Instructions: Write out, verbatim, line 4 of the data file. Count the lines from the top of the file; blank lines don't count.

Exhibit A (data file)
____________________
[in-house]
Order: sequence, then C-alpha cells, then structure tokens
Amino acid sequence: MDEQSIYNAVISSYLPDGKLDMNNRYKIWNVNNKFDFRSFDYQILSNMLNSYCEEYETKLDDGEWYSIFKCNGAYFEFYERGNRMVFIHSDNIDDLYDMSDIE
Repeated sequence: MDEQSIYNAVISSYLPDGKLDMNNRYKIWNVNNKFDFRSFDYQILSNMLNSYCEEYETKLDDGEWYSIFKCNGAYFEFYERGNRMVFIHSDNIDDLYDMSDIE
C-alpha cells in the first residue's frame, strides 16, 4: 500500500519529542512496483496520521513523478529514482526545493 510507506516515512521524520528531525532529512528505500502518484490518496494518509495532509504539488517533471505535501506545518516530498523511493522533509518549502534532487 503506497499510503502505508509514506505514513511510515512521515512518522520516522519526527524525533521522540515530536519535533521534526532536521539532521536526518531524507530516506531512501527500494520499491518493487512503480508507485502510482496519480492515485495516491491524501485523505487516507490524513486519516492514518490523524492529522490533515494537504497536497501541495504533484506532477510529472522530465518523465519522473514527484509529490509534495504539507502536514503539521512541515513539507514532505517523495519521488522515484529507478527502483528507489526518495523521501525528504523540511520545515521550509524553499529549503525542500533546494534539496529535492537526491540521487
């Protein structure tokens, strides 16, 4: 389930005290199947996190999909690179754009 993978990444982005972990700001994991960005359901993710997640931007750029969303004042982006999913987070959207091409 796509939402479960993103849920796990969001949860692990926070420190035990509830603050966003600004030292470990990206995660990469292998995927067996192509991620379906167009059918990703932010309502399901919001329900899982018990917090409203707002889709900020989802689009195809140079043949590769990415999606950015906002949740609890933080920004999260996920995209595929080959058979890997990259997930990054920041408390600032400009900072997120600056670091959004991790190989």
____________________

Repeated sequence: MDEQSIYNAVISSYLPDGKLDMNNRYKIWNVNNKFDFRSFDYQILSNMLNSYCEEYETKLDDGEWYSIFKCNGAYFEFYERGNRMVFIHSDNIDDLYDMSDIE